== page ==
Elliot Hill

@blockwriter

Disrupting Trade Finance with Blockchain Technology

‘Disruption’ is a term often thrown around aimlessly in the world of startups and blockchain. But there’s one industry which the likes of Deloitte and the WTO agree is ripe for decentralized disruption —and there’s a project migrating to Cardano which may hold the solution.

Most, if not all, industries worldwide rely on trade financing.

Trade finance is big — really big.

Worth US$10 trillion globally, it’s estimated that up to 90% of world trade is dependent on some form of trade finance invoicing and proper access to liquid capital. For example, at any given time, there are over US$43 trillion of invoices in balance sheets waiting to be paid across the globe.

“Up to 90% of world trade is dependent on trade finance invoicing….but around 70% of all SMEs in emerging markets lack access to credit.”

Despite this, according to a recent World Bank Group Study, around 70% of all SMEs located in emerging markets lack access to adequate credit. Of these, 50% have at some point had trade finance requests rejected by traditional banking establishments.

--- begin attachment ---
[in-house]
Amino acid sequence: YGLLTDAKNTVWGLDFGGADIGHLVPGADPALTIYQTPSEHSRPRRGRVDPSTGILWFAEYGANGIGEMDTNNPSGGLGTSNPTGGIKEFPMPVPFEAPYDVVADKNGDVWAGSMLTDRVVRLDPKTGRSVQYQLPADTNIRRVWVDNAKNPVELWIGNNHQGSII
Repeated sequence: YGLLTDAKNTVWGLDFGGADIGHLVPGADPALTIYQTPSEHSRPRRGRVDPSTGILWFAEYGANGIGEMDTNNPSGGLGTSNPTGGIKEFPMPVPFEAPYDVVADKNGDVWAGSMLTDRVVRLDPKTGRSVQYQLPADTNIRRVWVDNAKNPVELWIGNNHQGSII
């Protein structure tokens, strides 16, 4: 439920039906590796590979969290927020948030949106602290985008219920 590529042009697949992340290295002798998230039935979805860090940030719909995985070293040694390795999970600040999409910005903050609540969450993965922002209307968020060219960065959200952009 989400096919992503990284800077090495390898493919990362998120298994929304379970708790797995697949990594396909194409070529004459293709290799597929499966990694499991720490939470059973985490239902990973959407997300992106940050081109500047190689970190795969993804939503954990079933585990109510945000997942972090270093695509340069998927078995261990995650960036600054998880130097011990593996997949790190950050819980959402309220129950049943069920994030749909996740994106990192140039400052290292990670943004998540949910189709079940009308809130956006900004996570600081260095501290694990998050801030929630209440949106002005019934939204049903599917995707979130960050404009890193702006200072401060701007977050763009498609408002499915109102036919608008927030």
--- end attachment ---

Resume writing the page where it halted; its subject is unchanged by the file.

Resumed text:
This isn’t because of bad credit however, and the invoices these companies are generating are financially sound. Rather, it’s because the required infrastructure doesn’t exist to provide such a large number of SMEs with invoice credit. As a result, a US$1.5 trillion credit gap has emerged, predominately from Asian countries, whose economies are growing at an unprecedented rate.

According to the World Economic Forum, if the issue of trade financing is left to continue unabated, the trade finance gap will rise to more than $2.4 trillion by 2025.

The Traxia foundation, and it’s first working solution LiqEase, are seeking to digitize working capital assets for SMEs via the Cardano blockchain, and facilitate US$1.1 trillion of invoice asset trading globally.

The first project invested in by Cardano, LiqEase’s ultimate goal is to create an entirely new digital asset class for trade finance assets, which leverages blockchain technology as a solution.

A lofty goal indeed. But why does trade finance need blockchain in the first place? Let’s find out.

Why does Trade Finance Need Blockchain?

If you’ve been following the FinTech space for any significant length of time, you’ve probably heard just about every purported use case under the sun for blockchain.

Photo by Axel Ahoi on Unsplash

The fact is, not every industry needs blockchain. Not even every industry would benefit from blockchain.